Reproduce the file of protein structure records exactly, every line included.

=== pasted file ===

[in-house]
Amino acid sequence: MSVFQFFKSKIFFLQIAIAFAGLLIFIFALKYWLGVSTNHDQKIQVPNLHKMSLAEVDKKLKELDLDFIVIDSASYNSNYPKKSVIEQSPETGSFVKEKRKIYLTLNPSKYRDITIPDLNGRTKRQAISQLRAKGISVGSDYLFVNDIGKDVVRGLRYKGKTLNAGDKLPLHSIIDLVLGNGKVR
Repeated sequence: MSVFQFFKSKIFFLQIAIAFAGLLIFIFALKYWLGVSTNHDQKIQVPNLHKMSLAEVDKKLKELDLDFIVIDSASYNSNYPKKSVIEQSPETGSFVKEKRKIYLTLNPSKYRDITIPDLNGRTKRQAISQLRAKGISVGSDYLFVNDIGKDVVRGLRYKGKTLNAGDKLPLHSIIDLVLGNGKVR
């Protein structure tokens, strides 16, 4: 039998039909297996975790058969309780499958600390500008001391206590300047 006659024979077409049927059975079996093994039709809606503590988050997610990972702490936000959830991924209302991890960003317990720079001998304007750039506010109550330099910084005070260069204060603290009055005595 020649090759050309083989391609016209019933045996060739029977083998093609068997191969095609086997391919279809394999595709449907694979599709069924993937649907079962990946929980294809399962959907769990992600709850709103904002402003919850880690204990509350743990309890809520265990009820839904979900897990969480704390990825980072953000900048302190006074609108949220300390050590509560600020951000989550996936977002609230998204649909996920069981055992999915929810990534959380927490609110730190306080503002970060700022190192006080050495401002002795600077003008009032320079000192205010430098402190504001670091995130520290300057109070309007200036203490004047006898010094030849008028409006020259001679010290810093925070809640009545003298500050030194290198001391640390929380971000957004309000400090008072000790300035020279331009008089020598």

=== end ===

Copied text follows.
[in-house]
Amino acid sequence: MSVFQFFKSKIFFLQIAIAFAGLLIFIFALKYWLGVSTNHDQKIQVPNLHKMSLAEVDKKLKELDLDFIVIDSASYNSNYPKKSVIEQSPETGSFVKEKRKIYLTLNPSKYRDITIPDLNGRTKRQAISQLRAKGISVGSDYLFVNDIGKDVVRGLRYKGKTLNAGDKLPLHSIIDLVLGNGKVR
Repeated sequence: MSVFQFFKSKIFFLQIAIAFAGLLIFIFALKYWLGVSTNHDQKIQVPNLHKMSLAEVDKKLKELDLDFIVIDSASYNSNYPKKSVIEQSPETGSFVKEKRKIYLTLNPSKYRDITIPDLNGRTKRQAISQLRAKGISVGSDYLFVNDIGKDVVRGLRYKGKTLNAGDKLPLHSIIDLVLGNGKVR
């Protein structure tokens, strides 16, 4: 039998039909297996975790058969309780499958600390500008001391206590300047 006659024979077409049927059975079996093994039709809606503590988050997610990972702490936000959830991924209302991890960003317990720079001998304007750039506010109550330099910084005070260069204060603290009055005595 020649090759050309083989391609016209019933045996060739029977083998093609068997191969095609086997391919279809394999595709449907694979599709069924993937649907079962990946929980294809399962959907769990992600709850709103904002402003919850880690204990509350743990309890809520265990009820839904979900897990969480704390990825980072953000900048302190006074609108949220300390050590509560600020951000989550996936977002609230998204649909996920069981055992999915929810990534959380927490609110730190306080503002970060700022190192006080050495401002002795600077003008009032320079000192205010430098402190504001670091995130520290300057109070309007200036203490004047006898010094030849008028409006020259001679010290810093925070809640009545003298500050030194290198001391640390929380971000957004309000400090008072000790300035020279331009008089020598």